As a daughter often is, in the early 20th century Sarah H. Jacobs Silver was the linchpin of Lewis and Mag Henderson’s family. Death and migration had forced in wedges. Sarah set her broad back against them. She was in Wilson with her sister Loudie’s son and grandchildren; her brother Lucian was in Dudley; and brother Caswell in New York. Sister Ann Elizabeth Henderson Simmons died leaving children, but Carrie Henderson Boseman left none behind. Sarah maintained links between them and across generations, made sure her aged parents were cared for, and, later, when Lucian was failing, saw to it that he and his sickly wife ate:
Mama Sarah’d fix dinner and send it down to Dudley on the train. The man that run the whatchacallit, engine? Up there, where stokes the fire or whatever is on the train. He would take it. She would tell what day she was gon send it. And so somebody’d be up there to the train station to get it. And the train, ‘cause a lot of time the train didn’t stop. But anyway, the man, the conductor, he would pull the thing, whatever, for the train to stop long enough for him to drop off this package. And that’s the way Mama sent food down there to Uncle Lucian and A’nt Susie.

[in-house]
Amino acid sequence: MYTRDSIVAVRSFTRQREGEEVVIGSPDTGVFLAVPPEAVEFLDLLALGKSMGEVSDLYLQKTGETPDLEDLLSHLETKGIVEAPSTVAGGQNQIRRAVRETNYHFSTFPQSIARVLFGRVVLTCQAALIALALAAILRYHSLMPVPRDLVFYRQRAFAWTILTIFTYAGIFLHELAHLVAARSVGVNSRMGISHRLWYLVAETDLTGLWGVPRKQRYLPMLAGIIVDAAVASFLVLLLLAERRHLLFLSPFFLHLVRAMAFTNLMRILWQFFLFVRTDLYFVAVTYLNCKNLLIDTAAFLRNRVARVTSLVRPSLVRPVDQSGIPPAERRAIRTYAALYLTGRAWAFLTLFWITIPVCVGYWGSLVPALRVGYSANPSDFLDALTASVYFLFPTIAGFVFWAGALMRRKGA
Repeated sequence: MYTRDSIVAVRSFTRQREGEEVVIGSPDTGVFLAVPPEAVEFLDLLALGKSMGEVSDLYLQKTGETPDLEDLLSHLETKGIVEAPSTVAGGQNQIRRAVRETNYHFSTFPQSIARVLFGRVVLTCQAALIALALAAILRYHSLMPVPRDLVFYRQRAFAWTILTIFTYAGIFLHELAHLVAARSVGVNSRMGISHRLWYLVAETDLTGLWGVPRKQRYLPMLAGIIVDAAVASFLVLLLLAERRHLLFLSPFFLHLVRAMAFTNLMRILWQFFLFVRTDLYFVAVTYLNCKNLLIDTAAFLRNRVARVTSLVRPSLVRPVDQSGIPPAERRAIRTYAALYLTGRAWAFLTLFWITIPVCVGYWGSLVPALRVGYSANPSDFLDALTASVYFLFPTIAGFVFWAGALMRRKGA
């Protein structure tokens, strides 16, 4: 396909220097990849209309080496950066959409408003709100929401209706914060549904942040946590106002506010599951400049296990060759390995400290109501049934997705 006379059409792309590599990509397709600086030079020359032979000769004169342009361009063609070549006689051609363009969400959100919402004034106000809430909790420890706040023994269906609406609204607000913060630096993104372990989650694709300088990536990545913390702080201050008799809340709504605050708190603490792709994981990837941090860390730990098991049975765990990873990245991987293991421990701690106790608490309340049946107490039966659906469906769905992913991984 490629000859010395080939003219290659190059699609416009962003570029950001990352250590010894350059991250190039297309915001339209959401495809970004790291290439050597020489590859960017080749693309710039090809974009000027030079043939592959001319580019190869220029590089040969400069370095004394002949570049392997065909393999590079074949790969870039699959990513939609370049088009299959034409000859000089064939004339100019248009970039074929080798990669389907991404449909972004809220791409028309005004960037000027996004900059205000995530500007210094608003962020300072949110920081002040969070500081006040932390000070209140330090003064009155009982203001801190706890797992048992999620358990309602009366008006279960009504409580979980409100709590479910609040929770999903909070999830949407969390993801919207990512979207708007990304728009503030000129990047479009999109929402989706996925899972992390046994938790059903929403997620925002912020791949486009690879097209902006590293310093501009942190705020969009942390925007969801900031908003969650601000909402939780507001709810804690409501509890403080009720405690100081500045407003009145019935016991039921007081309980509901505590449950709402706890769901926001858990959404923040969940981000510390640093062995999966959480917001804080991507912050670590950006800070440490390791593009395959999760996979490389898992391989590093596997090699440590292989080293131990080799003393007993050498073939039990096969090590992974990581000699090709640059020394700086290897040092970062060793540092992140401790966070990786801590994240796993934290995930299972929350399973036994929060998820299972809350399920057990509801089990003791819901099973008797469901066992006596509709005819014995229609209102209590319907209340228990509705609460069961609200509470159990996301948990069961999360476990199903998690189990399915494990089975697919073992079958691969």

Though her mother was dead, and her grandmother, and her great-grandmother, and though she lived a long day’s journey away from her birthplace – because of Sarah my grandmother knew her family. Visited Uncle Lucian, A’nt Nancy, A’nt Ella, Cousin Henry and his wife Nora, and Cousin Dolly in Wayne County. Uncle Caswell in New York. Cousin Min in Philadelphia, and Min’s brother Daniel in Baltimore. Lived for a while with A’nt Mollie in Greensboro. Worked in tobacco with Cousin Elias and his children David John and Estelle. She didn’t always know exactly how she was kin to all these Hendersons, and over the years the bonds faded, but she knew they were her people. With her stories as blueprints, I was able to rebuild.
Interview of Hattie H. Ricks by Lisa Y. Henderson; all rights reserved.